The National Board of Revenue (NBR) has asked for round-the-clock access to the accounting software of companies and government entities paying large amounts of value-added tax (VAT) – in a bid to bring transparency in revenue collection.
To this end, the Large Taxpayers Unit – known as LTU-VAT of the NBR – sought the read-only user IDs and passwords of the accounting software from 111 entities which together account for more than Tk50,000 crore of VAT – almost half the total collection from this sector.
In a directive on 3 August, the revenue authorities have also warned the organisations of action if they do not provide the information within a week.
Sources at the NBR said that this initiative has been taken as part of preventing irregularities in the accounts of the entities and ensuring transparency.
The move caught the representatives of large companies off guard. They feel that by providing passwords of all their business account information, the privacy of the organisations cannot be protected and there are chances of the accounts being hacked.
The Metropolitan Chamber of Commerce and Industry (MCCI), one of the country's most influential trade organisations, sent a letter to the LTU-VAT office on 11 August, terming such an order "immature" and stating that it may send a negative message to foreign investors.
"Because of this, foreign investment may be affected," read the letter.
MCCI President Md Saiful Alam told The Business Standard, "If necessary, they can ask for specific information but there is no reason to ask for IDs and passwords."
"Who will take responsibility if the business secrets of the companies are undermined? It will give a negative message about us in the international arena," he added.
Mostafa Azad Chowdhury Babu, senior vice-president of the Federation of Bangladesh Chambers of Commerce and Industry (FBCCI), said that having such access can lead to the hacking of confidential information of the organisations.
"If the VAT authorities think it necessary, they can seek information or take access to the information. But we don't know if there is anywhere else in the world to have access to the companies' user ID and password all the time by any authorities," he added.
"We cannot open all our secret information. Treating those who account for more than half of the VAT in such a manner can have a negative impact on the economy," the business leader told TBS.
Former NBR chairman Muhammad Abdul Mazid told TBS, "Maybe they sought it because there is a legal basis. But it should be made clear."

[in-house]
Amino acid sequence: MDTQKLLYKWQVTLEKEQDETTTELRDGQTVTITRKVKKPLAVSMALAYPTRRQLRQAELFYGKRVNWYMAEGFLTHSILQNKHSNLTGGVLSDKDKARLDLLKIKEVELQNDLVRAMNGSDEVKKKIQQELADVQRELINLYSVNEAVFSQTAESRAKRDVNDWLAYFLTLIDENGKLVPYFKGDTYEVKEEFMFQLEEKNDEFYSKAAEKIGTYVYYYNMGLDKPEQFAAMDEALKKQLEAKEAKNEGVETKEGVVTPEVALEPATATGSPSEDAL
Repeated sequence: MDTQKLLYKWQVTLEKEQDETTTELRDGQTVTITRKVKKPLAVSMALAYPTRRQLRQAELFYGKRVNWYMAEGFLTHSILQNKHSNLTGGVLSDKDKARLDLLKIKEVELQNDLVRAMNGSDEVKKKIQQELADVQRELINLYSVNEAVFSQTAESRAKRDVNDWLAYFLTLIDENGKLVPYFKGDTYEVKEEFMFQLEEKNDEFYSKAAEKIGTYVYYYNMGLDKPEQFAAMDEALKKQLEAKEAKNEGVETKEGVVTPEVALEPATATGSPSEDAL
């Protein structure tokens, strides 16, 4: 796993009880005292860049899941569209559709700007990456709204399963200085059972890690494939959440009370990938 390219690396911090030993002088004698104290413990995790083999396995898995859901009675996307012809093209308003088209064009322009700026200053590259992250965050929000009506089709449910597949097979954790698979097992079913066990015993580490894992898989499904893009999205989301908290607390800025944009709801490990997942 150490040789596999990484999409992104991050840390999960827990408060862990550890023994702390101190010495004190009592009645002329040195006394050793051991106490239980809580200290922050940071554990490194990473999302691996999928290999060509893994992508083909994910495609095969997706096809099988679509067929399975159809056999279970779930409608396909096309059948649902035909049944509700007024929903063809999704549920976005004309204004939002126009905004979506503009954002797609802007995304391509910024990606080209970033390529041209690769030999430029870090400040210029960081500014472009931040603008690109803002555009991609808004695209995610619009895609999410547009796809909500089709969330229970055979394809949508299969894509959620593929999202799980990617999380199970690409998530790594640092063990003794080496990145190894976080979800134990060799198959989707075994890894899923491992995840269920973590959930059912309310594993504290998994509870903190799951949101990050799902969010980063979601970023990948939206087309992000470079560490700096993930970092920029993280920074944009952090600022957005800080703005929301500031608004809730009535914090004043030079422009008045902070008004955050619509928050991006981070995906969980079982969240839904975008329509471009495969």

At the same time, he believes that any action should be taken after taking taxpayers in trust.
In a 2019 order, the revenue board made the use of software with specifications prescribed by the NBR mandatory for companies with an annual turnover of more than Tk5 crore.
According to sources, most of the companies have not given information regarding software usage to NBR. Banks said they cannot give their core software to NBR. Seventeen banks pay VAT in this office. There are 111 establishments under the LTU-VAT office which account for more than half of the total collected VAT.
A senior NBR official told TBS on condition of anonymity that some businesses maintain multiple accounts. Through this, they tend to evade VAT by showing low sales information.
According to sources, after checking the accounts of three such cement companies, this office has recently found evidence of VAT evasion by giving false information. Preparations have also been made to file criminal charges against the businesses for allegedly concealing information.
The order of the LTU-VAT office said that if the information about the use of any software other than the requirement of NBR is revealed later, it will be considered an attempt to evade tax and disciplinary action will be taken later.
The Business Standard spoke to top officials of at least four VAT-paying companies, all of whom said the move may expose their business secrets. They raised the question: who will take responsibility in such cases. However, none of them agreed to reveal their names.
A top official at one of the country's leading mobile phone operators told TBS that their software is from a German multinational company known as SAP.
"It contains not only VAT accounts, but also other business information, which is strategically kept secret. But if it is opened, what is the guarantee that it will not leak?" he posed a question.
He said the NBR has no law stating that all types of secrets of a company should be open at all times.
The official said the 2019 order also did not mention anything about providing the user ID and password of the account. Asking to open all information like this is contradictory to existing laws.
This correspondent tried to talk to LTU-VAT Commissioner Wahida Rahman Chowdhury but she did not answer the phone.
However, another senior official of LTU-VAT told TBS that it was sought as per rules.
"And the access we will have is read-only. If the companies do not trust the government (VAT office), then whom will they trust?
In fiscal 2021-22, NBR collected more than Tk1.08 lakh crore of VAT, of which about Tk53,000 crore came from the LTU-VAT office.